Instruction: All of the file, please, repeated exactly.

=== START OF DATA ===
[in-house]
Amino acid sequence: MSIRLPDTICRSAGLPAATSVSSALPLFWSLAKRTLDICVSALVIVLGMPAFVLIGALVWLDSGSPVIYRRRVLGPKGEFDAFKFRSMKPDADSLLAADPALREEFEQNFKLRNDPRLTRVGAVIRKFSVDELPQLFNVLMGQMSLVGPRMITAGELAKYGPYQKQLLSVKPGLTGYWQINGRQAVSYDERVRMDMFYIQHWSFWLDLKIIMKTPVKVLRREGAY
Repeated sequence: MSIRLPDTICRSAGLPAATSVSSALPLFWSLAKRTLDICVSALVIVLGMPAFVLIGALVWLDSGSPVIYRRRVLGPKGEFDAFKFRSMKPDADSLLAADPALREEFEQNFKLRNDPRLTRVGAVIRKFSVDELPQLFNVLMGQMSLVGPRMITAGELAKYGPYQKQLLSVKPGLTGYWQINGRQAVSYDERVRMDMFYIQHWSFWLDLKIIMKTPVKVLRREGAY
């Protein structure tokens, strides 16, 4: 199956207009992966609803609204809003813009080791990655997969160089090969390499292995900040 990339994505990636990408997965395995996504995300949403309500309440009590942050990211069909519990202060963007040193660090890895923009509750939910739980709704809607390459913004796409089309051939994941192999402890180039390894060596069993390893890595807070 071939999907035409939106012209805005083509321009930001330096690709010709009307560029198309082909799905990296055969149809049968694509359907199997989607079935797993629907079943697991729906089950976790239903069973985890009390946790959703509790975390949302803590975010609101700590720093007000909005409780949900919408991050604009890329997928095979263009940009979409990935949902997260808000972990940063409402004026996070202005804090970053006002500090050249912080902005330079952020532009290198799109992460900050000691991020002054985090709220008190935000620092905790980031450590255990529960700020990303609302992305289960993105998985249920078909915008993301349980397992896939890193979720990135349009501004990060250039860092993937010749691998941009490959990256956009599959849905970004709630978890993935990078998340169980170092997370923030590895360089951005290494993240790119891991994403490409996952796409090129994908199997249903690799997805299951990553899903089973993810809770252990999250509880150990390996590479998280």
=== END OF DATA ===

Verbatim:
[in-house]
Amino acid sequence: MSIRLPDTICRSAGLPAATSVSSALPLFWSLAKRTLDICVSALVIVLGMPAFVLIGALVWLDSGSPVIYRRRVLGPKGEFDAFKFRSMKPDADSLLAADPALREEFEQNFKLRNDPRLTRVGAVIRKFSVDELPQLFNVLMGQMSLVGPRMITAGELAKYGPYQKQLLSVKPGLTGYWQINGRQAVSYDERVRMDMFYIQHWSFWLDLKIIMKTPVKVLRREGAY
Repeated sequence: MSIRLPDTICRSAGLPAATSVSSALPLFWSLAKRTLDICVSALVIVLGMPAFVLIGALVWLDSGSPVIYRRRVLGPKGEFDAFKFRSMKPDADSLLAADPALREEFEQNFKLRNDPRLTRVGAVIRKFSVDELPQLFNVLMGQMSLVGPRMITAGELAKYGPYQKQLLSVKPGLTGYWQINGRQAVSYDERVRMDMFYIQHWSFWLDLKIIMKTPVKVLRREGAY
């Protein structure tokens, strides 16, 4: 199956207009992966609803609204809003813009080791990655997969160089090969390499292995900040 990339994505990636990408997965395995996504995300949403309500309440009590942050990211069909519990202060963007040193660090890895923009509750939910739980709704809607390459913004796409089309051939994941192999402890180039390894060596069993390893890595807070 071939999907035409939106012209805005083509321009930001330096690709010709009307560029198309082909799905990296055969149809049968694509359907199997989607079935797993629907079943697991729906089950976790239903069973985890009390946790959703509790975390949302803590975010609101700590720093007000909005409780949900919408991050604009890329997928095979263009940009979409990935949902997260808000972990940063409402004026996070202005804090970053006002500090050249912080902005330079952020532009290198799109992460900050000691991020002054985090709220008190935000620092905790980031450590255990529960700020990303609302992305289960993105998985249920078909915008993301349980397992896939890193979720990135349009501004990060250039860092993937010749691998941009490959990256956009599959849905970004709630978890993935990078998340169980170092997370923030590895360089951005290494993240790119891991994403490409996952796409090129994908199997249903690799997805299951990553899903089973993810809770252990999250509880150990390996590479998280």